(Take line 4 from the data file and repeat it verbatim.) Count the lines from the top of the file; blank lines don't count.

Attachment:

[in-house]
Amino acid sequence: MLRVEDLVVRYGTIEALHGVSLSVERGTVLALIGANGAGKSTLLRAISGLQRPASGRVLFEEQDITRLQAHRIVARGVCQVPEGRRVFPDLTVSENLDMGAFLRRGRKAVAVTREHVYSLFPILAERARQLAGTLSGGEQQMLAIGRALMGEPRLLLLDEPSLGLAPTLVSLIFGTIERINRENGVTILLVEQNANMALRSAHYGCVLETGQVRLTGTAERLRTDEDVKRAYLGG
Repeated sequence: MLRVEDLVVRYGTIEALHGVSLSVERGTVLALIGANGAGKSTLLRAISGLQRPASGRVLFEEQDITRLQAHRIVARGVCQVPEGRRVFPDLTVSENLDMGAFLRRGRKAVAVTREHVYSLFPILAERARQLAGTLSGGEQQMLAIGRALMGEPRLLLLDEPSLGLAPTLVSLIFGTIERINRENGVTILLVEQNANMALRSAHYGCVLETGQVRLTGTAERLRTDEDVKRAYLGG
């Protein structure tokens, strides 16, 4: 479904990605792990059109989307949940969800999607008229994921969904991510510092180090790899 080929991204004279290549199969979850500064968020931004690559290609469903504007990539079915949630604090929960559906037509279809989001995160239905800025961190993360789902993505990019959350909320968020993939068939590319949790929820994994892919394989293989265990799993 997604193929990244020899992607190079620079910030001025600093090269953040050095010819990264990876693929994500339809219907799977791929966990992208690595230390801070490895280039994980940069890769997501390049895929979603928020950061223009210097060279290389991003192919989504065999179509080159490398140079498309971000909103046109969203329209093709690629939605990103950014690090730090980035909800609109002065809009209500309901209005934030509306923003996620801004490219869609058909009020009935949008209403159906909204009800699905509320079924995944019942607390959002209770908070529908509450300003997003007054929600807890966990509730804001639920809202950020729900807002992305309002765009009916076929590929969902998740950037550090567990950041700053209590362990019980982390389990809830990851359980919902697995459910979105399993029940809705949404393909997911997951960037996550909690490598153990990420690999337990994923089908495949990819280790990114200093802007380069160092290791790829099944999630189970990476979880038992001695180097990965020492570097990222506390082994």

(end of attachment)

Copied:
């Protein structure tokens, strides 16, 4: 479904990605792990059109989307949940969800999607008229994921969904991510510092180090790899 080929991204004279290549199969979850500064968020931004690559290609469903504007990539079915949630604090929960559906037509279809989001995160239905800025961190993360789902993505990019959350909320968020993939068939590319949790929820994994892919394989293989265990799993 997604193929990244020899992607190079620079910030001025600093090269953040050095010819990264990876693929994500339809219907799977791929966990992208690595230390801070490895280039994980940069890769997501390049895929979603928020950061223009210097060279290389991003192919989504065999179509080159490398140079498309971000909103046109969203329209093709690629939605990103950014690090730090980035909800609109002065809009209500309901209005934030509306923003996620801004490219869609058909009020009935949008209403159906909204009800699905509320079924995944019942607390959002209770908070529908509450300003997003007054929600807890966990509730804001639920809202950020729900807002992305309002765009009916076929590929969902998740950037550090567990950041700053209590362990019980982390389990809830990851359980919902697995459910979105399993029940809705949404393909997911997951960037996550909690490598153990990420690999337990994923089908495949990819280790990114200093802007380069160092290791790829099944999630189970990476979880038992001695180097990965020492570097990222506390082994």